Retropalooza Capitalized On Gaming Nostalgia This Weekend.
Video games are no longer for just kids. They're a part of everyday life — for pretty much everyone, really
After pinball machines fell by the wayside and arcade games took over, the advent of home gaming and computing made this transition into the mainstream an even easier one. Seriously: Good luck finding a single person who says they've never played at least one video game.
What I'm saying is this: The gaming lineage runs deep these days. And this weekend's Retropalooza affair out in Arlington highlighted just that, bringing together old-school and new-school gamers alike for a celebration of all things gaming-related.
It was a good time, too, this first-time convention, especially in the real of vintage video games. Held at the Bob Duncan Center in Arlington this past Saturday, Retropalooza was pretty much the perfect way to spend a rainy day. Not only could you buy, sell and trade gaming merchandise at throughout the hall, but there were also tournaments to play and even a costume contest to enter.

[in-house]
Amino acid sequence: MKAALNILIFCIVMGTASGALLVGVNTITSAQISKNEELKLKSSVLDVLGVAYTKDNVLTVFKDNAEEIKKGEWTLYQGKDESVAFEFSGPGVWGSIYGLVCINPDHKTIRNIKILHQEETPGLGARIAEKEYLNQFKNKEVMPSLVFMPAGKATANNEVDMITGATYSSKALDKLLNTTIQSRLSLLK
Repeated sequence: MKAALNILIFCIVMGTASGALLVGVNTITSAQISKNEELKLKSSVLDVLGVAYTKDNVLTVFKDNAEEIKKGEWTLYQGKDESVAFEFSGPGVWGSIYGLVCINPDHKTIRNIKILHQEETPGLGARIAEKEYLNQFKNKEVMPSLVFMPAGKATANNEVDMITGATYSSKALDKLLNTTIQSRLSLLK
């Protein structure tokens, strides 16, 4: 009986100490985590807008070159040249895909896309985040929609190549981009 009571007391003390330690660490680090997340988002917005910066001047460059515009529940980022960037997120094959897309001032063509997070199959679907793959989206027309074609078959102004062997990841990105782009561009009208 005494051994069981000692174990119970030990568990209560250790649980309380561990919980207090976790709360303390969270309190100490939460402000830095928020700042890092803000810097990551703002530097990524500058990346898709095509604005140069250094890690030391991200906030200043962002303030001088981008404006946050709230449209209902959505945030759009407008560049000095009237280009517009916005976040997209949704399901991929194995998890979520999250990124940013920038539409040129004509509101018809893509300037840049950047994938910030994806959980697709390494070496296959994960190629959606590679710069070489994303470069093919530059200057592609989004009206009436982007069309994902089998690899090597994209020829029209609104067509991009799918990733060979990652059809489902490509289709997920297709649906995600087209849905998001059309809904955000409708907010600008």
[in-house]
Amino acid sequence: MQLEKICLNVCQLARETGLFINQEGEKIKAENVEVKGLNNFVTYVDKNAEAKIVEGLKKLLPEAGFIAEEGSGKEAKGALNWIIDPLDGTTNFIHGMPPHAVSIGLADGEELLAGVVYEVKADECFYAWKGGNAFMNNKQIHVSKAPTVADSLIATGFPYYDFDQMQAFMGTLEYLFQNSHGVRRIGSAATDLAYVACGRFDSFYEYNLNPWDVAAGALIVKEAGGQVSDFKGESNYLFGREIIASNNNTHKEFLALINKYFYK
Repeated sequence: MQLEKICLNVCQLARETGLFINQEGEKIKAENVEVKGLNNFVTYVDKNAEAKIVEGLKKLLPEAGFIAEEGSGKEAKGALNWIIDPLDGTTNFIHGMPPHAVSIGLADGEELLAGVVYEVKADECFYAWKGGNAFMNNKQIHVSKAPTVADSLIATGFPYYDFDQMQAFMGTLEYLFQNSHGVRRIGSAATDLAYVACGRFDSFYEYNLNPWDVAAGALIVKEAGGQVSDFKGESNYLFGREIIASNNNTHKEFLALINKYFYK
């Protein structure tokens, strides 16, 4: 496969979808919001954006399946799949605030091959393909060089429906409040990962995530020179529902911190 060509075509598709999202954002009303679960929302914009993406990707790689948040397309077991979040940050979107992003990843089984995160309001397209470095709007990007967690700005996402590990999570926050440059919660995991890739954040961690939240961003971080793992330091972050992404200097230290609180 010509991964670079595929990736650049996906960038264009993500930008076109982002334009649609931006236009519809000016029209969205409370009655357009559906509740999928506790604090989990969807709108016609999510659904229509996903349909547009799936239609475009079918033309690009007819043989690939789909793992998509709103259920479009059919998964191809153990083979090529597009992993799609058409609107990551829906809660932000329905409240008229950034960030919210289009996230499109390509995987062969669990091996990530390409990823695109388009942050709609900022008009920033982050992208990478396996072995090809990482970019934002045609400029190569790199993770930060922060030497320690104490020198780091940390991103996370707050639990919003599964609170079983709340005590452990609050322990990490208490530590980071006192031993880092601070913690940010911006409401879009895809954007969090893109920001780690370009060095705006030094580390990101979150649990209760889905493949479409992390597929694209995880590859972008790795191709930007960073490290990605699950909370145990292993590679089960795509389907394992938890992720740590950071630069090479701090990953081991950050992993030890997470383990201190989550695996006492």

In total, over 300 people showed up for the inaugural run of the event, which is a good look considering that this event was comprised of, well, not exactly what you'd normally expect to see at a gaming convention. Cosplayers mingled with gaming obsessives, sure. But business professionals and college kids from the nearby University of Texas at Arlington were present, too.
And, it seems, this is just the start of bigger things down the road: Organizers tell us they already plan to turn the convention into a two-day affair next year, with more arcade cabinets available for playing and perhaps even a live band or two being brought in to help draw in an even larger turnout.
Thing is, as currently comprised, Retropalooza is already a fun affair. You may have to pay to play, sure. But the chance to revel in one's gaming past for a reasonable price is a deal you shouldn't pass up.
Plus, you know you finally want to buy your own Power Glove.